It's a truth often repeated in military spouse circles: The career goals of milspouses, we say, are as varied as the population. We don't all want the same jobs, we don't all want government jobs, and we don't even all want jobs that we can do from home.
Now, thanks to a recent survey of military spouses done through a trio of spouse career support programs, that fact could make its way to policymakers' desks.
The U.S. Chamber of Commerce Foundation’s Hiring Our Heroes survey, done in collaboration with the Institute for Veterans and Military Families (IVMF) at Syracuse University and Starbucks, leveraged the experience of more 3,300 military spouses to gather insights about their employment and well-being.
Conducted between June 22 and July 10, 2020, participants were married to an active-duty service member, reservist, National Guard member, or a retired or recently separated (within the last three years) veteran. And thanks to its timing, it took into account experiences during the COVID-19 pandemic.
The survey was meant to capture whether spouse well-being and mental health are directly related to gaining and keeping meaningful employment. It also looked at the impact of chronic military spouse unemployment and underemployment, now coupled with pandemic hardships.
"The intent of this research was to identify how employment, unemployment and underemployment impact military spouses' mental health and wellbeing, and provide actionable recommendations for community providers and nonprofits, employers and government to best support spouse employment and wellbeing outcomes," Hisako Sonethavilay, a senior adviser with the Military Spouse Program at Hiring Our Heroes, said in an email to Military.com.
Survey participants captured a broad sample of the spouse community. About 45% were married to an enlisted service member between the ranks of E-5 and E-9, while 28% were spouses of those in the ranks of O-4 to O-6; 88% were active duty.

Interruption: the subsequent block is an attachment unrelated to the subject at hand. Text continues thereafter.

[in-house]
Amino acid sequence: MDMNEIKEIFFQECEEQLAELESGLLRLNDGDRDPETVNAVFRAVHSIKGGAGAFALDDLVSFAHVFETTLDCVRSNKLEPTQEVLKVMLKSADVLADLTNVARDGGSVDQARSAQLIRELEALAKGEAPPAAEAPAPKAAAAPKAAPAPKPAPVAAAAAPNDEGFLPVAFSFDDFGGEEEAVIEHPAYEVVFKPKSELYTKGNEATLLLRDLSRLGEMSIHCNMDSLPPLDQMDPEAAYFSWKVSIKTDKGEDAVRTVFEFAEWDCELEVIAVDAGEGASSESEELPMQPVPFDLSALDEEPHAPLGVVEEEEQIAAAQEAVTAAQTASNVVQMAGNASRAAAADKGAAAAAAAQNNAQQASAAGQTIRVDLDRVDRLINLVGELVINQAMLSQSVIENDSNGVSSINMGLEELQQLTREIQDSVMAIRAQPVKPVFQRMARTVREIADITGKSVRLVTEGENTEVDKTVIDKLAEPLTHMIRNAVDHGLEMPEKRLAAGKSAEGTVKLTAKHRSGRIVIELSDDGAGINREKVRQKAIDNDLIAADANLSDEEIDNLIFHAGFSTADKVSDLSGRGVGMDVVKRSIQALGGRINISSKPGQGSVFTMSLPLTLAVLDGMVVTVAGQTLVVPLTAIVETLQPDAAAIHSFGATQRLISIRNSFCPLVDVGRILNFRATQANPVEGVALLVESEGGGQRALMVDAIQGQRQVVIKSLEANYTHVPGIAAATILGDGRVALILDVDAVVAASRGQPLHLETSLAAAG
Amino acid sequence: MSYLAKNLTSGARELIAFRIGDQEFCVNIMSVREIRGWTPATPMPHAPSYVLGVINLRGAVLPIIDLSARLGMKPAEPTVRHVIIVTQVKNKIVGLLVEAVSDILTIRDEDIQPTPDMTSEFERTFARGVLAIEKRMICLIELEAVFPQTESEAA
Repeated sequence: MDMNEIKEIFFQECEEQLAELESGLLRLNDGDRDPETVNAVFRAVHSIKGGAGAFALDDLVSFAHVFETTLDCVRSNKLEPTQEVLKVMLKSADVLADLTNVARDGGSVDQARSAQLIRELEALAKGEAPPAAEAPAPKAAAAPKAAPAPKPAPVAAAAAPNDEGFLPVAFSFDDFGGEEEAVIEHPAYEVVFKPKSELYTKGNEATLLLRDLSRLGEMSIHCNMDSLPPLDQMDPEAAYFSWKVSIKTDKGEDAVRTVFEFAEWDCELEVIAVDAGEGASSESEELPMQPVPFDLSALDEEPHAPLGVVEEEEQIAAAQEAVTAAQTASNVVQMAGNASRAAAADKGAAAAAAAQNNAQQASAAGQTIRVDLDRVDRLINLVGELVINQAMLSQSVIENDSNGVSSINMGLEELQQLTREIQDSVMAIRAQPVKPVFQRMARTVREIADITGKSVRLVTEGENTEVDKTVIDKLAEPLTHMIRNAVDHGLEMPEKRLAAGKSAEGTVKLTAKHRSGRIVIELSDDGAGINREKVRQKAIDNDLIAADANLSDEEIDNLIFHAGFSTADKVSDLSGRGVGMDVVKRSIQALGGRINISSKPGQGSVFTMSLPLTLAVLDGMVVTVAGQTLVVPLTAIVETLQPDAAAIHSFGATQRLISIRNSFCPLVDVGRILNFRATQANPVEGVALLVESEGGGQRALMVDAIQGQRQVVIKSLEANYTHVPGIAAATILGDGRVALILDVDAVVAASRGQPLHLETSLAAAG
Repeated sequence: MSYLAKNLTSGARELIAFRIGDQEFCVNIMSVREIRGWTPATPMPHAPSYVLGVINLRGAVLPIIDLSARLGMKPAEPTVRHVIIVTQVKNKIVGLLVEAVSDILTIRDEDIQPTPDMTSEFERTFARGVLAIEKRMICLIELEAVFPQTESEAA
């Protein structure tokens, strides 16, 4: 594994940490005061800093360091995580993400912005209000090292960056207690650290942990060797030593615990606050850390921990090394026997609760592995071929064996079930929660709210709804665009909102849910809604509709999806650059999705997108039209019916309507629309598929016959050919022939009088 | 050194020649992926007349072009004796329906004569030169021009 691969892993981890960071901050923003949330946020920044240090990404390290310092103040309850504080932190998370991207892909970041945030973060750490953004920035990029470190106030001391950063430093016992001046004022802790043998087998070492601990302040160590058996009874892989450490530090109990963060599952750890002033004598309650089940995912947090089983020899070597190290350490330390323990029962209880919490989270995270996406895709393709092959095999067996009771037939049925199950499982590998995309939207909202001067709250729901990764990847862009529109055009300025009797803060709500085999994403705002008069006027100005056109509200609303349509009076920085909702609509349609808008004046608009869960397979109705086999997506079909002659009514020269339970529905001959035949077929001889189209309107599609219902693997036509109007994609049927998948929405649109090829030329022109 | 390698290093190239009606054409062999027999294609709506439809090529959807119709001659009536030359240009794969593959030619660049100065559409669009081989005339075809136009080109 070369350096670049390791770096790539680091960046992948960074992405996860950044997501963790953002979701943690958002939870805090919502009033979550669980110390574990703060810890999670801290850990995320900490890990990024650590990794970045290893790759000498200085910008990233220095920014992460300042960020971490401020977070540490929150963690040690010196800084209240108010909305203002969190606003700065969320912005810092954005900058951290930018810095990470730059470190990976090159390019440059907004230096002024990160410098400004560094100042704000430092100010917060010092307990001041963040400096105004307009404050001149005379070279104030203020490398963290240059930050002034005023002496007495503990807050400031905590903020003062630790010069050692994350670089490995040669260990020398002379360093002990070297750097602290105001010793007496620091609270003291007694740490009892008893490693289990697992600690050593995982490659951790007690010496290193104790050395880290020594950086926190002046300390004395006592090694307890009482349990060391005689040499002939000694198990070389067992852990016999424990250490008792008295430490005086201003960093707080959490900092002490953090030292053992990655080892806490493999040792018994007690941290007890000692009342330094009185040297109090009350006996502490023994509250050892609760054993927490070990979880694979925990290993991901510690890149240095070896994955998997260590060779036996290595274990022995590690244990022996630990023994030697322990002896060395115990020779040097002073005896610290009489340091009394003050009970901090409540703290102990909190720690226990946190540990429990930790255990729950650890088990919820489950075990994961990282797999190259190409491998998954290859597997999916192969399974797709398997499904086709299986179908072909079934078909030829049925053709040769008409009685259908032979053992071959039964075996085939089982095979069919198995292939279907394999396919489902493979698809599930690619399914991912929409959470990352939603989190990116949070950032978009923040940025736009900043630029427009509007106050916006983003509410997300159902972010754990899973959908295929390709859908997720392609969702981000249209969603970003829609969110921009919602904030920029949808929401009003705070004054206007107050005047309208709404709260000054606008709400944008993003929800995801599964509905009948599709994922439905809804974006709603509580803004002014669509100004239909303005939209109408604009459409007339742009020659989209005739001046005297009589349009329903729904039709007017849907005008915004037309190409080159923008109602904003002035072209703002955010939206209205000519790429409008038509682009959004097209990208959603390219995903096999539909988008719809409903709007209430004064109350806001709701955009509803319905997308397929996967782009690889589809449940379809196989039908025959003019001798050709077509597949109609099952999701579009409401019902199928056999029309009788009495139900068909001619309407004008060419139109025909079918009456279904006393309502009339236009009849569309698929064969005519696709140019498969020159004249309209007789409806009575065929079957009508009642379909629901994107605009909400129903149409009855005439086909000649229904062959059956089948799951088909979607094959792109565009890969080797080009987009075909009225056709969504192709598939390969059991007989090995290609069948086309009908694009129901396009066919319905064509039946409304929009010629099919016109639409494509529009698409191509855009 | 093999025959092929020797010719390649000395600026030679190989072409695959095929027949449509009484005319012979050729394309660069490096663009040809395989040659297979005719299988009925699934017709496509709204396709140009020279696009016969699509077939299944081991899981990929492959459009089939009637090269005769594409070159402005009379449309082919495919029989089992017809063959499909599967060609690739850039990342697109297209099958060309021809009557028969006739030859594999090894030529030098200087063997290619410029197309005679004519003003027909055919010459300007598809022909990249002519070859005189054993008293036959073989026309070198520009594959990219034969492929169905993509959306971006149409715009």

"My career has been one of the most stabilizing forces in our military family's journey. Without question, it has positively impacted my own well-being and mental health. It's allowed me to maintain a sense of purpose and has often served as a much-needed lifeline, providing a sense of normalcy and familiarity with every curveball military life throws at us," said one Marine Corps spouse participant.
Surveys and reports capturing data on issues, problems or military life experiences broadly recognized in the military community are important as advocates attempt to drive policy changes.
To learn more of the key findings of the 2020 Military Spouse Employment and Wellbeing Survey, tune into the live "Reclaiming a Sense of Self Through Employment" event at 1 p.m. ET on Feb. 4. Featured speakers and subject-matter experts will discuss the relevance of the research and the recommendations they're suggesting to help support the employment and well-being of military spouses.
Register for the event here.
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